To get to this particular community we had to travel 45 kilometers on a motorcycle from the main highway and then hike about 5 kilometers straight up into the mountains. I was looking for a community that was a bit more traditional, more isolated from the lowland, and although I saw some of that in this village there is still a good amount of influence from the lowlanders (at least from a visual perspective – wearing mostly western clothes). Culturally, the Manobos are very distinct from the Visayan lowlanders and practice their own ways of life. Many of them cannot understand the Visayan language. Actually, this trip was perfect for the short amount of time that I had and has opened a lot of avenues for future visits. Not only that, but I am starting to get a better understanding of the struggles and issues facing many of the indigenous peoples in the country. Next time I visit Bukidnon we plan to travel by foot for three days to reach, by what Jeffery says, a very authentic community – visually speaking.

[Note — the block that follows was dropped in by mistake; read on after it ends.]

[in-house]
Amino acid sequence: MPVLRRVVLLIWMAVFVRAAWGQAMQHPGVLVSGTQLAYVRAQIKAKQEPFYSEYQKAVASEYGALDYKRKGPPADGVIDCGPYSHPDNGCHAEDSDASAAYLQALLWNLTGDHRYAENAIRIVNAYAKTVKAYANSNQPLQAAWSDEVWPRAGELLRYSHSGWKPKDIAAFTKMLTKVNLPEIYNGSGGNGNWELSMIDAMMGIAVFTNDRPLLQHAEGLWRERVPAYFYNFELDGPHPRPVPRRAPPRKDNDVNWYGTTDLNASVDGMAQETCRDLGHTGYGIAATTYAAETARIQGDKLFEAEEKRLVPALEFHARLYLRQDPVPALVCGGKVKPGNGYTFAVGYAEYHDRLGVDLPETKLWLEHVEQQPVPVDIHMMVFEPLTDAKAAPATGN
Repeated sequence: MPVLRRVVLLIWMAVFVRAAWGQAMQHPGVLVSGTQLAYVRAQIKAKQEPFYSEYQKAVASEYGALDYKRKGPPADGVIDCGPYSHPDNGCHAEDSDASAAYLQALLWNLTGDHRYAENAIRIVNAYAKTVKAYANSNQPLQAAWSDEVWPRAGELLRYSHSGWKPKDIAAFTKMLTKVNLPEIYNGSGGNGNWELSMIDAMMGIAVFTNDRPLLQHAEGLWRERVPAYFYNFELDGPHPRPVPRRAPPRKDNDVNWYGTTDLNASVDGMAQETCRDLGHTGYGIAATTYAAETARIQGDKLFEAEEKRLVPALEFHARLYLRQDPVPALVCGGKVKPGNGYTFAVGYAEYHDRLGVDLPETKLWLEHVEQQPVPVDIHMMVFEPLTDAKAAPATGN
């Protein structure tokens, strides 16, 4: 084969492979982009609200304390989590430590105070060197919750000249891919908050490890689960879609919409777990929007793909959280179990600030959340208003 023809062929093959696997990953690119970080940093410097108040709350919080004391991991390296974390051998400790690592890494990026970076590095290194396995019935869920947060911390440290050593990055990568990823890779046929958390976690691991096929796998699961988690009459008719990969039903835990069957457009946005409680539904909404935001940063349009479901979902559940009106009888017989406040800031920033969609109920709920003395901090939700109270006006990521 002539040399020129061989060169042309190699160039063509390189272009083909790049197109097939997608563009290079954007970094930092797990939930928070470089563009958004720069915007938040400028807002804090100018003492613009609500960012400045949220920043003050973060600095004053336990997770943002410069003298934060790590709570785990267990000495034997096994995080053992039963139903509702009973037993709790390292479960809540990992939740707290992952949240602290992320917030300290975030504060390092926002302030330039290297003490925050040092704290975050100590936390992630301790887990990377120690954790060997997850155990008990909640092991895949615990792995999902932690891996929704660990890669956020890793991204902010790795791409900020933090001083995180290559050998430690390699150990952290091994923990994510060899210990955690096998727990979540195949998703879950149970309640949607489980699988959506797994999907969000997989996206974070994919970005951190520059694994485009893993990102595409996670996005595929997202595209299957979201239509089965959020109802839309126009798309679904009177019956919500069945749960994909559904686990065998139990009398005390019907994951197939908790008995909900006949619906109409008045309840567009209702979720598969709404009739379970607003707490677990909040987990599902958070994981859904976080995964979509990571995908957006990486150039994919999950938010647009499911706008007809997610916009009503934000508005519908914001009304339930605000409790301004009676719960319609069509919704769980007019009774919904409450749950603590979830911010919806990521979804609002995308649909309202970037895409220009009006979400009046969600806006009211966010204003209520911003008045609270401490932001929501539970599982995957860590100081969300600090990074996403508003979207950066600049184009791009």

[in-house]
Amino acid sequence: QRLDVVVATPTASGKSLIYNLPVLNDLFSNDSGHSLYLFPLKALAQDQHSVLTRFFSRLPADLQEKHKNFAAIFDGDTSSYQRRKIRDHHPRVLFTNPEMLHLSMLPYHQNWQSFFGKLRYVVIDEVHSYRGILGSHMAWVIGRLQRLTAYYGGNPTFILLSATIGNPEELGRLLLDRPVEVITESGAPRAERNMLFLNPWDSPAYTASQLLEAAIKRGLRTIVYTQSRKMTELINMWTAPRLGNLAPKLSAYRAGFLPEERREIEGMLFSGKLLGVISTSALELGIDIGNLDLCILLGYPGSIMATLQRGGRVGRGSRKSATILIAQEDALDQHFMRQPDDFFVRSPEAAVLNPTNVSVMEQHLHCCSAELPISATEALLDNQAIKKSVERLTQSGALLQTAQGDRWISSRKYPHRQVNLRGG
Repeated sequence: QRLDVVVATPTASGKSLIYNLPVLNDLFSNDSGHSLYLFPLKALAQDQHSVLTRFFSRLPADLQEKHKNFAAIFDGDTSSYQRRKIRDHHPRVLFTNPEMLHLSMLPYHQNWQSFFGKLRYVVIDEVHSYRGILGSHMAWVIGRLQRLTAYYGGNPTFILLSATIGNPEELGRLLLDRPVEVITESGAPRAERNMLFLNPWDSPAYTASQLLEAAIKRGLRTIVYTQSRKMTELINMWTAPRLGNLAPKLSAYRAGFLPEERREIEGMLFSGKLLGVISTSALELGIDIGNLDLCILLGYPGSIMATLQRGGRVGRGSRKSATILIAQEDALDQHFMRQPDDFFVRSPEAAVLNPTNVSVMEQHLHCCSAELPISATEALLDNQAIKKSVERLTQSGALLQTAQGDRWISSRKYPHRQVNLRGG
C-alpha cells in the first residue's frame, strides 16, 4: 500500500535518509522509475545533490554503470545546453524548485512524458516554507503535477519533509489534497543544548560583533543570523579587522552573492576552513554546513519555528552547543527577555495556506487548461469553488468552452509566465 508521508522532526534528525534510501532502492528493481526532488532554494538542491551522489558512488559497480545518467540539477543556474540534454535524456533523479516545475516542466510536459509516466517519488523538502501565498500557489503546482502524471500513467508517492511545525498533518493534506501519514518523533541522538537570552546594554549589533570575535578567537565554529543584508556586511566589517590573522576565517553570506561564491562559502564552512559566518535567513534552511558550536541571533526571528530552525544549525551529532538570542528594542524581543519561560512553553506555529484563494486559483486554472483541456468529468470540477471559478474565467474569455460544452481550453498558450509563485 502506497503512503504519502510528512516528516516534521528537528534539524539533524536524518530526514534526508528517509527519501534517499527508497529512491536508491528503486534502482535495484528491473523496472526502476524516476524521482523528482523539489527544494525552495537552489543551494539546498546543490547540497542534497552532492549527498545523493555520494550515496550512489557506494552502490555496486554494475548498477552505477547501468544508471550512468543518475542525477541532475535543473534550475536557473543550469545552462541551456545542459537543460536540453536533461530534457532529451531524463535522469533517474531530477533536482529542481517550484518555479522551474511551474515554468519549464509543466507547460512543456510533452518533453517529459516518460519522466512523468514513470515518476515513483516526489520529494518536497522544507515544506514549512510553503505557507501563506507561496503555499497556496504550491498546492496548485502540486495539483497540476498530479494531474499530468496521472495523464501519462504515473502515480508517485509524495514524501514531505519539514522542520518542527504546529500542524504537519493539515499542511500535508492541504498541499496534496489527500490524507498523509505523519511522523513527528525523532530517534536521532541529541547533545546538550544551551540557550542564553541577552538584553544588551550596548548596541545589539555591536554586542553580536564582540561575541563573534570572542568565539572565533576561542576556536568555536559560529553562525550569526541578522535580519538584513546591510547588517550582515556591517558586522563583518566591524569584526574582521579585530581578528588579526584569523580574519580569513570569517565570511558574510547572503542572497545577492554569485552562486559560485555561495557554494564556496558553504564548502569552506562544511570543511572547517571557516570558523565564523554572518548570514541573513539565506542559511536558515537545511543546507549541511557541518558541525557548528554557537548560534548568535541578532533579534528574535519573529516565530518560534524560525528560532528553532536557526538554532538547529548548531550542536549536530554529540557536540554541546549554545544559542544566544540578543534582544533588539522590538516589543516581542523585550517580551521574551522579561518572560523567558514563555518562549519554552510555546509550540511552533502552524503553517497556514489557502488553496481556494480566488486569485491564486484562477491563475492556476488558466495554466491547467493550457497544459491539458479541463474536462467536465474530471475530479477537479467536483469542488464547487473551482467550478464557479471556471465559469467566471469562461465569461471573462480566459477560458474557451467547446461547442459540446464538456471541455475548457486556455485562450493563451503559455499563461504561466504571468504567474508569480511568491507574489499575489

Datu Biniti (tribal chieftain) of the Tigwahanon village we stayed in. The chieftain is in charge of judgements and conflicts within the community and what he says is final.

A Manobo family cooking rice and camotes over an open fire in their home. Their diet mainly consists of root crops, rice, maize (once a year) and anything caught in the forest (wild boar, birds, rodents, snakes, lizards).

Dogs lead the way as we head out for a morning hunt in the forest.

Jeffery, our guide, wanted to take us into the forest and show us some of their hunting practices. Most families in this community depend on root crops and what is caught in the forest for their food. However, food can sometimes be scarce so often times dried fish and rice has to be bought in the barangay market (5km down the mountain). On our morning hunt we only caught two small birds and a rodent, hardly enough food for a small family. Because of this some lumads have to use forest resources to make a livelihood for themselves. This is often done my selling live birds to lowlanders, raw material such as abaca and often times logs. The Manobos know it is illegal to commercially sell logs, but because of economic conditions they often do not have an alternative – and they are usually taken advantage of when it comes to selling the logs (read on).

Jeffery and his younger brother, Rubin, look for a bird hit with his shotgun in the forest.